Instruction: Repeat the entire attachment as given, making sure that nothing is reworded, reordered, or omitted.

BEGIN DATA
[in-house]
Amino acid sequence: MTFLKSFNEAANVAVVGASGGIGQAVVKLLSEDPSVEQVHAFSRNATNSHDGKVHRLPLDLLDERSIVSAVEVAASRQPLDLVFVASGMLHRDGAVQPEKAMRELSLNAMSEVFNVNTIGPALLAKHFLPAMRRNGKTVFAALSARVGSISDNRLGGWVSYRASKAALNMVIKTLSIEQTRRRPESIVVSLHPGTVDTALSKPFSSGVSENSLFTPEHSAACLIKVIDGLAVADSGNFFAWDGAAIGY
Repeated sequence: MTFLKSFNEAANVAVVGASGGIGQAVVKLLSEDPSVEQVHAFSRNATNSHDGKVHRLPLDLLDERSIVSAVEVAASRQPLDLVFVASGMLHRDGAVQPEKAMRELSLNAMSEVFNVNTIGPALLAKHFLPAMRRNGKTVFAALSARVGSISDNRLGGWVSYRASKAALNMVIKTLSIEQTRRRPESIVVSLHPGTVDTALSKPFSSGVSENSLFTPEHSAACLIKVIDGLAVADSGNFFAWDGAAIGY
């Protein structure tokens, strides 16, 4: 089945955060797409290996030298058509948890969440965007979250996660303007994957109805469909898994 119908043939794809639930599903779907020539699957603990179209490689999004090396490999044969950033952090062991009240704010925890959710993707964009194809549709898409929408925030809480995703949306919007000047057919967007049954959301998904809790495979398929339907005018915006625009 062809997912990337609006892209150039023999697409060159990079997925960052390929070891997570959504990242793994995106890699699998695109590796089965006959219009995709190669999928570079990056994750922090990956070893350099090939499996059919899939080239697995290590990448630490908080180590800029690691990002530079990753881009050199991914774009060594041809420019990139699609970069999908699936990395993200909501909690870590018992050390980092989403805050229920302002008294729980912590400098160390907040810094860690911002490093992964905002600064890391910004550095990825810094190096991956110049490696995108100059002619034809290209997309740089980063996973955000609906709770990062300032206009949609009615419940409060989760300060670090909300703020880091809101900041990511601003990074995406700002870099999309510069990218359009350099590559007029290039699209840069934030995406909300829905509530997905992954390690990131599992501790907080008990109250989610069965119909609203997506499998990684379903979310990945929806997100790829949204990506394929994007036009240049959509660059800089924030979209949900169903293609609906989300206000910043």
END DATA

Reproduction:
[in-house]
Amino acid sequence: MTFLKSFNEAANVAVVGASGGIGQAVVKLLSEDPSVEQVHAFSRNATNSHDGKVHRLPLDLLDERSIVSAVEVAASRQPLDLVFVASGMLHRDGAVQPEKAMRELSLNAMSEVFNVNTIGPALLAKHFLPAMRRNGKTVFAALSARVGSISDNRLGGWVSYRASKAALNMVIKTLSIEQTRRRPESIVVSLHPGTVDTALSKPFSSGVSENSLFTPEHSAACLIKVIDGLAVADSGNFFAWDGAAIGY
Repeated sequence: MTFLKSFNEAANVAVVGASGGIGQAVVKLLSEDPSVEQVHAFSRNATNSHDGKVHRLPLDLLDERSIVSAVEVAASRQPLDLVFVASGMLHRDGAVQPEKAMRELSLNAMSEVFNVNTIGPALLAKHFLPAMRRNGKTVFAALSARVGSISDNRLGGWVSYRASKAALNMVIKTLSIEQTRRRPESIVVSLHPGTVDTALSKPFSSGVSENSLFTPEHSAACLIKVIDGLAVADSGNFFAWDGAAIGY
């Protein structure tokens, strides 16, 4: 089945955060797409290996030298058509948890969440965007979250996660303007994957109805469909898994 119908043939794809639930599903779907020539699957603990179209490689999004090396490999044969950033952090062991009240704010925890959710993707964009194809549709898409929408925030809480995703949306919007000047057919967007049954959301998904809790495979398929339907005018915006625009 062809997912990337609006892209150039023999697409060159990079997925960052390929070891997570959504990242793994995106890699699998695109590796089965006959219009995709190669999928570079990056994750922090990956070893350099090939499996059919899939080239697995290590990448630490908080180590800029690691990002530079990753881009050199991914774009060594041809420019990139699609970069999908699936990395993200909501909690870590018992050390980092989403805050229920302002008294729980912590400098160390907040810094860690911002490093992964905002600064890391910004550095990825810094190096991956110049490696995108100059002619034809290209997309740089980063996973955000609906709770990062300032206009949609009615419940409060989760300060670090909300703020880091809101900041990511601003990074995406700002870099999309510069990218359009350099590559007029290039699209840069934030995406909300829905509530997905992954390690990131599992501790907080008990109250989610069965119909609203997506499998990684379903979310990945929806997100790829949204990506394929994007036009240049959509660059800089924030979209949900169903293609609906989300206000910043």